If one white deer is rare, the odds of a pair showing up are, well, odd to say the least. Unlikely or not, the pair of snow white deer spotted in a London, Ontario backyard brightened up one homeowner's morning and, if folk legends can believed, just may have brought him good luck.
Early one day in the merry merry month of May, David Baert chanced to look out his window and was greeted by a sight few others have seen: a pair of young deer decked out in brilliant white from head to tail. “I thought it was very unusual,” said Baert, who reckons the deer spent about 10 minutes in his yard. “You don't normally see animals like that.”
That's an understatement, as only about one in 10,000 deer are born pure white. According to Ben Hindmarsh, a fish and wildlife specialist with the Ontario (canada) Ministry of Natural Resources who studied photos of the deer taken by Baert, the deer were males and approximately one year old. It's likely they're twin brothers, and there aren't enough zeros available to calculate those odds.
White deer occur as a result of two genetic conditions: albinism and leucism. Hindmarsh speculates the pair of young bucks were leucistic as their eyes weren't red. While albinos suffer from a complete lack of the pigment melanin, leucistic creatures are characterized by a reduction in all types of skin pigment. The pigmentation loss doesn't affect the eyes, however, as their pigmentation “programming” derives from a different set of genes.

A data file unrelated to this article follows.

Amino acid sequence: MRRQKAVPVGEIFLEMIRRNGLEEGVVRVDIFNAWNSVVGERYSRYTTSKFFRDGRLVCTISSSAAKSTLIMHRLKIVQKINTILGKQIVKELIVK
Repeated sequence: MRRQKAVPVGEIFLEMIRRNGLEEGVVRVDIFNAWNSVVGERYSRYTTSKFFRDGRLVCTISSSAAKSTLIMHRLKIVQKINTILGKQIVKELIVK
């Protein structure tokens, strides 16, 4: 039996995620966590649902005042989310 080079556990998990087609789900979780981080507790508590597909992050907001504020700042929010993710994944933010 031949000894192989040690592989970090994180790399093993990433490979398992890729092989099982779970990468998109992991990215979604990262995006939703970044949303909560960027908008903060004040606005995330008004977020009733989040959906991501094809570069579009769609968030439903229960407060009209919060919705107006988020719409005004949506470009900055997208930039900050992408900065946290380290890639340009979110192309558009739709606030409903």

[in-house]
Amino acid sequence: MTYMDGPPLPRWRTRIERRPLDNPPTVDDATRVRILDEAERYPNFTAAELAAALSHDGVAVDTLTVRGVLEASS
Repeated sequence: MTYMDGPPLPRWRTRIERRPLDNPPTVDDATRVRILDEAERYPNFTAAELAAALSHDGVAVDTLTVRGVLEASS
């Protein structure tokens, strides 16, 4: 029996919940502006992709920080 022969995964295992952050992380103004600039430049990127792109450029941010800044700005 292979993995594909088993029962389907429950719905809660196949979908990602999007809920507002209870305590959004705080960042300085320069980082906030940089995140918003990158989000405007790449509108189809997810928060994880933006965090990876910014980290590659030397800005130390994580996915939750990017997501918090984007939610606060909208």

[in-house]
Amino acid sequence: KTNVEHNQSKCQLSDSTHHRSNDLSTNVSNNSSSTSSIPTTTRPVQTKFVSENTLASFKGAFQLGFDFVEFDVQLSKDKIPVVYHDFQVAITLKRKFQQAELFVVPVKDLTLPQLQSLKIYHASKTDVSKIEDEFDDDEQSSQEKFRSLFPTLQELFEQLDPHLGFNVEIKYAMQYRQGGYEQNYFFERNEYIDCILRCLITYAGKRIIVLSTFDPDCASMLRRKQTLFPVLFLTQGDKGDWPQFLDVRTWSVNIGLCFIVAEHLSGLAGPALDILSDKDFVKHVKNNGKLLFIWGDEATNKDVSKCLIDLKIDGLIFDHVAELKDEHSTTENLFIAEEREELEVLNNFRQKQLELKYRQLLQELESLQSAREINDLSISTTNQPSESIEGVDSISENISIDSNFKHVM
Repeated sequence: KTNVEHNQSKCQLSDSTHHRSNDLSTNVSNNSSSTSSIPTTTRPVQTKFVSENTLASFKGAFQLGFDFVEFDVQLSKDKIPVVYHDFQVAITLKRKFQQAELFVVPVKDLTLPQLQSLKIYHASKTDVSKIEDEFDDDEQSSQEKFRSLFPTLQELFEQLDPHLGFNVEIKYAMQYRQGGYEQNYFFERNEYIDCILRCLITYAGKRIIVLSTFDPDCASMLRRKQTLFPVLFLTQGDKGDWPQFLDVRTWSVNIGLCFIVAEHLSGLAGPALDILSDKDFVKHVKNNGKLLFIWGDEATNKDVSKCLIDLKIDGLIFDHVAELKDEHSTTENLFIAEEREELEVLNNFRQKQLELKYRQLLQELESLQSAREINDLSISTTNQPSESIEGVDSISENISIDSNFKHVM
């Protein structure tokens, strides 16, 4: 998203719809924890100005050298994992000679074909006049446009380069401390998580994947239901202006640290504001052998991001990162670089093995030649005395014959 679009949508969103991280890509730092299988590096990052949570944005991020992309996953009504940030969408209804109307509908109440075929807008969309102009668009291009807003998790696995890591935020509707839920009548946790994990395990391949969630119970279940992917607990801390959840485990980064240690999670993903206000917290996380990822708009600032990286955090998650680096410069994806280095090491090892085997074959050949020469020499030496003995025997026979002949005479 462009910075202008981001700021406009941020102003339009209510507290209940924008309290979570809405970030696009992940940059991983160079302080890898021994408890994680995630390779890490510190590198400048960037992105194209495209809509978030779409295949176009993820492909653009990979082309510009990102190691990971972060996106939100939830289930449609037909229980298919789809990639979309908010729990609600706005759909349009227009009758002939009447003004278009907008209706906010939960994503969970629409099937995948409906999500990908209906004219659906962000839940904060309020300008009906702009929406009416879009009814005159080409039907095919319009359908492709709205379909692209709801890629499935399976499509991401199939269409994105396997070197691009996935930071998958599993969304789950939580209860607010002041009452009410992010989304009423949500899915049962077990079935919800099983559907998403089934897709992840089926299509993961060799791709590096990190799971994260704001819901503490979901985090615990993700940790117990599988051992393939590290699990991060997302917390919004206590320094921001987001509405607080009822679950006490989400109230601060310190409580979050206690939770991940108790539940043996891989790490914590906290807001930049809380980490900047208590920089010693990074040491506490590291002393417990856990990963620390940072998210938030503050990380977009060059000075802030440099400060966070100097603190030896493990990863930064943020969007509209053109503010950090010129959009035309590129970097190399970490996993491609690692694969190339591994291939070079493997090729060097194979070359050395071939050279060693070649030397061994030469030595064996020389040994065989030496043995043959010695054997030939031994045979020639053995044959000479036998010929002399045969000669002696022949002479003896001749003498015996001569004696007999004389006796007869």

As for the rare pair of white deer who visited David Baert's farm in west London, Ontario, they've moved on to greener pastures. If their reputation for symbolizing good luck, the spirit world and peace has any basis in reality, however, Baert would be advised to invest in a lottery ticket or two. (via Canoe and Excaliber Crossbow, images are examples only and do not depict the subject deer)